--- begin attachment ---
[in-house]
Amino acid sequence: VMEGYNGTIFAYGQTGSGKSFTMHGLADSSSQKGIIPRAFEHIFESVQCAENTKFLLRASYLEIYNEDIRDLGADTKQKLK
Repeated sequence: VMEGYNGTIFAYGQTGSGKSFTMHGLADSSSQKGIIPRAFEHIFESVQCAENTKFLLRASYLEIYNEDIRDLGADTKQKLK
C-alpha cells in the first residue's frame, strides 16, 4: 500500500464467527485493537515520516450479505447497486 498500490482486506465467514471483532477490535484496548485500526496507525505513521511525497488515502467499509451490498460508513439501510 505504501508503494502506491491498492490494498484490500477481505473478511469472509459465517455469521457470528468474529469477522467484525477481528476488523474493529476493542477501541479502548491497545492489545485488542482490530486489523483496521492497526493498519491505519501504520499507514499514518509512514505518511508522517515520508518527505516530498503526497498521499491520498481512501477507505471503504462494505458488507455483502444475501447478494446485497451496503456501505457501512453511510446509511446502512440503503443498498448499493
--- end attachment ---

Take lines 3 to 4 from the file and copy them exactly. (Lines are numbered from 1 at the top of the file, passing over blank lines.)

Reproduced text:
Repeated sequence: VMEGYNGTIFAYGQTGSGKSFTMHGLADSSSQKGIIPRAFEHIFESVQCAENTKFLLRASYLEIYNEDIRDLGADTKQKLK
C-alpha cells in the first residue's frame, strides 16, 4: 500500500464467527485493537515520516450479505447497486 498500490482486506465467514471483532477490535484496548485500526496507525505513521511525497488515502467499509451490498460508513439501510 505504501508503494502506491491498492490494498484490500477481505473478511469472509459465517455469521457470528468474529469477522467484525477481528476488523474493529476493542477501541479502548491497545492489545485488542482490530486489523483496521492497526493498519491505519501504520499507514499514518509512514505518511508522517515520508518527505516530498503526497498521499491520498481512501477507505471503504462494505458488507455483502444475501447478494446485497451496503456501505457501512453511510446509511446502512440503503443498498448499493